#2027

“Then leave your schemes alone // adore the rising sun // and leave a man alone to his fate.”

We need no one’s pity, he sneers in my mind, nor did we ever want it. I remember how those lyrics fueled my indignation and anger – his indignation, their anger, I suppose – so many years ago. That anyone should suggest I change the story, or that I could even do so and thus apparently refused, offended me to my very core. I understand now, though, that I was even more so offended by the presumption that the story needed to be changed at all. Who are you to question the order of things?, I should have said. Who are you to question the necessity or fairness of another’s fate? I knew so much less then than I do now, however, and it had not yet occurred to me that most people will simply never understand what it is I record. All I knew was that I felt not comforted by their concern, but frustrated, disappointed, impatient. It’s an insult, he growls, and I nod in agreement. They do not need your pity. We do not need your pity.

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#2026

What if the outcast angels didn’t fall at all – what if they were shattered? What if their clever minds and rebellious souls could not be trusted anywhere, even the pits of hell, and so instead God shattered them and scattered the shards of their beings across all of existence, that they might never be made whole again? Hence Lucifer and Satan, Hannibal and Will, Tanim and Daren; hence all the gods, all the characters, all the muses, all the stories so strangely, achingly similar. Hence the echoes through time and space, linking all us sad scribes together in our solitary duty. If so, God made a terrible mistake. Divide an angel and you do not reduce it to disparate, weaker parts of a greater whole. Divide an angel and you only replicate it a thousand thousand times, each new duplicate as complete, as complex, and as unforgiving as the first.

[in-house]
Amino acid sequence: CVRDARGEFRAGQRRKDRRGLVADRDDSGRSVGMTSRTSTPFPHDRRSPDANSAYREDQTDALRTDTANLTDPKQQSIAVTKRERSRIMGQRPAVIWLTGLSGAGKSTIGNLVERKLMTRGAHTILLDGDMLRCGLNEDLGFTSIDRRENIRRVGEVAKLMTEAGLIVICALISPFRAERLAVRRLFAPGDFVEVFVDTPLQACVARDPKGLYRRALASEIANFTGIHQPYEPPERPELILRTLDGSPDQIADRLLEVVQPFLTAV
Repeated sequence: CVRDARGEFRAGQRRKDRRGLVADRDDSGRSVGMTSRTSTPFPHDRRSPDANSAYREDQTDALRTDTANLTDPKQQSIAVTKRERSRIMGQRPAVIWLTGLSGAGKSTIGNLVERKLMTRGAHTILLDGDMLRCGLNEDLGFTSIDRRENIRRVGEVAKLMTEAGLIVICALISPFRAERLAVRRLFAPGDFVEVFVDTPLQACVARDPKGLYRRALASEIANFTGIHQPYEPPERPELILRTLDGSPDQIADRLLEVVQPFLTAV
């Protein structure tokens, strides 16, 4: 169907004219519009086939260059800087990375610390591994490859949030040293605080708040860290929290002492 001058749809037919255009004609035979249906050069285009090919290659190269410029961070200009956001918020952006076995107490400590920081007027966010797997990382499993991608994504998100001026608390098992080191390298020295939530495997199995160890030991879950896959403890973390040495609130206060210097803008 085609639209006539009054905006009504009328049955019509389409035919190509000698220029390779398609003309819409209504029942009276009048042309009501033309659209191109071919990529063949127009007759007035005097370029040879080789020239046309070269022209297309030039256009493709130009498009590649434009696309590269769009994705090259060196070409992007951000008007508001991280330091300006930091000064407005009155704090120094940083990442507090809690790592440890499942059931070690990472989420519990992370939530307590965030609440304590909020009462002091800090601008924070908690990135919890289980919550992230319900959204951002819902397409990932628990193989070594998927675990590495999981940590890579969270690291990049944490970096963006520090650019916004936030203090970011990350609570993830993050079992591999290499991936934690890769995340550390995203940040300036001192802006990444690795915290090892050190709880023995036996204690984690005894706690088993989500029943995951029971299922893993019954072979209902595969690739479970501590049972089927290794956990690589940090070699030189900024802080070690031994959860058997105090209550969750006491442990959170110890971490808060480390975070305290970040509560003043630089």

#2025

Every solstice someone dies. On the summer solstice, the Moon; on the winter solstice, the Sun. Each time is different, yet each time is the same. I spend the weeks leading up to the solstice imagining death after death, murder after murder, seeking the scene that will be chosen for this iteration. Will it be suicide or fratricide – premeditated or a crime of passion? Will it involve a gun or a knife, poison or illness, violence or mercy? The Moon prefers small, sharp things that bleed his lover out slowly, while the Sun prefers to leave bullet holes or bruises on pale skin. And where will it take place? In bed, where they are most vulnerable? The alley, hidden within a curtain of pouring rain? Or on the roof, with all the dark city laid out below as witness? I cannot yet say for sure. Right now all I feel is the thin blade in my hand and all I see is the night sky reflected in his unfocused eyes.

#2022

So I was digging around my old Tumblr posts and stumbled across something of which I inexplicably have no memory. It was tagged #dreams, so I suppose it was inspired by a dream I had, but even that is drawing a huge blank. Anyway, I was clearly amused by the idea of Mage as Haytham Kenway’s (Grand Master of the Templar Order’s Colonial Rite, duh) daughter and I can’t believe I didn’t do anything more with it. This doesn’t really count as writing, but it needs to be immortalized somewhere.